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The day we are all Irish

This weekend (Sunday, March 17) folks from all across the globe will be celebrating Saint Patrick's Day. Saint Patrick, the patron saint of Ireland, is one of the most popular of the Catholic saints, right up there with Saint Valentine and Saint Nicholas.

Plenty of people who aren't Catholic

or even Christian

enjoy celebrating his day. (One very enthusiastic Saint Paddy's Day web site was created by long time Saint Paddy's Day celebrant Roz Fruchtman

a Jewish lady.)

Yep, you'll find a lot of people who don't have an ounce of authentic Irish blood in their veins, donning shamrocks and decking themselves in green, eating corned beef and cabbage and listening to Irish music in pubs serving chartreuse-shaded beer.

Saint Patrick's Day certainly isn't just for those with green roots.' After all, this most Irish of saints

the man who (legend has it) drove all the snakes from that emerald isle

wasn't, in fact, Irish at all.

The man who would become one of the most fabled figures in Ireland was actually born in Scotland in the fourth century to Roman parents in charge of helping run the Empire's colonies there. At age 14, the unfortunate lad was kidnapped and sold into slavery as a shepherd in Ireland

in those days a rough, wild land of druids and pagans.

At age 20, Patrick made his escape and returned to his family in Britain. Always a thoughtful, spiritual fellow, young Patrick decided to pursue a life in the priesthood. He eventually rose to the office of bishop in the Catholic Church in France. If his life had ended there, then we might very well have no Saint Patrick's Day to celebrate.

But Patrick felt a call to return to that wild land where he'd been enslaved so many years earlier. In his late 50s, Saint Patrick returned to Ireland to share his faith.

He wasn't exactly met with open arms. Stone-throwing mobs forced him to land in a different spot on the Irish coast than originally planned.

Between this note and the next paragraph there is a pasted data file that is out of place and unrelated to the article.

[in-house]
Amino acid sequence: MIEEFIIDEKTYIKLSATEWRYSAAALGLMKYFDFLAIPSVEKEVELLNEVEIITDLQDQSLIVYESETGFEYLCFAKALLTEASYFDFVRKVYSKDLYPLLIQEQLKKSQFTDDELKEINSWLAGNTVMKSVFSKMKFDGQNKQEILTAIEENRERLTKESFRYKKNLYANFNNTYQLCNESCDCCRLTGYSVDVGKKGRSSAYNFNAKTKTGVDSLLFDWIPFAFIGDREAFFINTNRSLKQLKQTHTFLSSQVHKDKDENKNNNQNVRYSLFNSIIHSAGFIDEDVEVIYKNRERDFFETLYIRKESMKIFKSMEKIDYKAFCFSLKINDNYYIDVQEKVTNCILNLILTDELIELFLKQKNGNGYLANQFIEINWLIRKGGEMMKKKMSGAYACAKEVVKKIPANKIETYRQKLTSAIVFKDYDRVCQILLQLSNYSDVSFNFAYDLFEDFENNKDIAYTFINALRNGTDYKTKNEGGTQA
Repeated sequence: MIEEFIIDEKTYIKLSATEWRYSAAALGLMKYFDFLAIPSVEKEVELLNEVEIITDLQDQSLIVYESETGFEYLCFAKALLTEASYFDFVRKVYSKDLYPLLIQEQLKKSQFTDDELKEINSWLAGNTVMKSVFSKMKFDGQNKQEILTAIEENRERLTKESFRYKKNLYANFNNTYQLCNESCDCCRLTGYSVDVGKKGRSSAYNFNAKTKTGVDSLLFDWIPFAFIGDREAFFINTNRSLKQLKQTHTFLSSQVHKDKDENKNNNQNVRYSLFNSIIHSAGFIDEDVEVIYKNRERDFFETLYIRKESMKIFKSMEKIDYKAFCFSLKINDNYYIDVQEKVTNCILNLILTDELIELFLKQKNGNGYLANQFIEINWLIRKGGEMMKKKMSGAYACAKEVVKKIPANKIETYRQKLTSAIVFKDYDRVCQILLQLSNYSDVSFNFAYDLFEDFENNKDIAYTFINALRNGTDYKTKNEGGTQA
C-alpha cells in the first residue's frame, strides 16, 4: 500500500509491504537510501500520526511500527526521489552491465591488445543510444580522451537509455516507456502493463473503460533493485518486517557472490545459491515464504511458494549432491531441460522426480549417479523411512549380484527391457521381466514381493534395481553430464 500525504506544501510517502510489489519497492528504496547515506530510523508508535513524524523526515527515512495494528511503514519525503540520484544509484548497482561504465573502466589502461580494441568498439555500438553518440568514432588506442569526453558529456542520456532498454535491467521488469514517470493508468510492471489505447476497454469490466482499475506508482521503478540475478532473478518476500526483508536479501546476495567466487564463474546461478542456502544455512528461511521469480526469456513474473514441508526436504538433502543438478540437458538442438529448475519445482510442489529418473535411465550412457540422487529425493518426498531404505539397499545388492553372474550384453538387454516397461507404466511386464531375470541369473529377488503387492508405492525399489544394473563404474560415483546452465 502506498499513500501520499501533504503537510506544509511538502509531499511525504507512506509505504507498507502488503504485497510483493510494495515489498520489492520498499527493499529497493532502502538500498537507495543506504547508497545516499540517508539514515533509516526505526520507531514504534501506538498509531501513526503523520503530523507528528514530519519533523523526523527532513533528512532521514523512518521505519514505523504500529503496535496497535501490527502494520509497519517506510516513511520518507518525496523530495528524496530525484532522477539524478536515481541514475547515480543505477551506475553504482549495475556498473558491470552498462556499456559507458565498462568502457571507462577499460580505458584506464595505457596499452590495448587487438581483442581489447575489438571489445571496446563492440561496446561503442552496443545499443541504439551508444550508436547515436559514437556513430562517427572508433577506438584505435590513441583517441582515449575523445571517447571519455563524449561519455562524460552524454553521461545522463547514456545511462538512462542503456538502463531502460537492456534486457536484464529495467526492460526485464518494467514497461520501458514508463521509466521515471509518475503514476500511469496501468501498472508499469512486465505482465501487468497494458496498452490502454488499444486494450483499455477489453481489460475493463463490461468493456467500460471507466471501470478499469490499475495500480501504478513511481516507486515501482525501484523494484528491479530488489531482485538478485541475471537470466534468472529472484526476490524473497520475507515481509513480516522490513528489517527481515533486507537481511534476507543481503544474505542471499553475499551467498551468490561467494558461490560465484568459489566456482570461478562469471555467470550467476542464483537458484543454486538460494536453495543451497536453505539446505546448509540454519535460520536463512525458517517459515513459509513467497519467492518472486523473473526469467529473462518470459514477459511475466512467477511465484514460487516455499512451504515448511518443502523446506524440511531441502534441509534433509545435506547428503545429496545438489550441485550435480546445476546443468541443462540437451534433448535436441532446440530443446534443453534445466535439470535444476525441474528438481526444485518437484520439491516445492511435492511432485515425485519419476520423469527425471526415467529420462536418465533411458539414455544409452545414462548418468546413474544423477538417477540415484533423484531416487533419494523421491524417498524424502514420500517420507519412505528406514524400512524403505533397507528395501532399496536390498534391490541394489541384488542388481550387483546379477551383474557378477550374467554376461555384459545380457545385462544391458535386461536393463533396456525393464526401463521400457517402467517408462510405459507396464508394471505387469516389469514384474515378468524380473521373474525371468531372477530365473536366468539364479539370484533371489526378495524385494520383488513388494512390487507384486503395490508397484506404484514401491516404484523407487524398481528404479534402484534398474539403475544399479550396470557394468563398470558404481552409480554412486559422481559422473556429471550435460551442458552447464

Gradually, though, this gentle, unassuming man of great faith won the trust of many of the Irish he met in his travels.

He used the ever-present shamrock to teach the people about the concept of the Trinity Three in One."

After nearly 20 years in his adopted country, he would die in Ireland in the very town where he planted his first church.

It's a fact that Saint Patrick is single-handedly credited by many today for the conversion of Ireland to Christianity. As for chasing out all of the snakes

well, it's a pretty nifty legend, isn't it?

So there you have ita Scottish-born child of Italian parents held captive in yet another land from which he escaped. Yet this unfriendly, wild place of nonbelievers was where he chose to return and spend his final years.

It's this beautiful green isle where Saint Patrick became a legend.

It's an inspiring tale with international rootsno wonder folks with monikers from O'Malley to Moskowitz love to celebrate Saint Patrick's special day. We all want to experience a little bit of the luck o' the Irish.'

This Saturday in Greenville, the Main Street organization shares Saint Patrick's Day with the community in Confederate Park from 10 a.m. to 2 p.m. Music, arts and crafts, story telling and other fun and free activities will celebrate the Gaelic heritage we all (temporarily) share.

There will also be a Saint Patrick's Day celebration at the public library that morning with a program for preschoolers from 9:30-10:30 a.m. and first through third graders from 11 a.m. to noon. So, bring the kids, come on out and enjoy your green roots'

genuine or adopted

as we celebrate Saint Patrick and the lovely, magical land he also adopted as his own.

And may the' luck o' the Irish' be with you!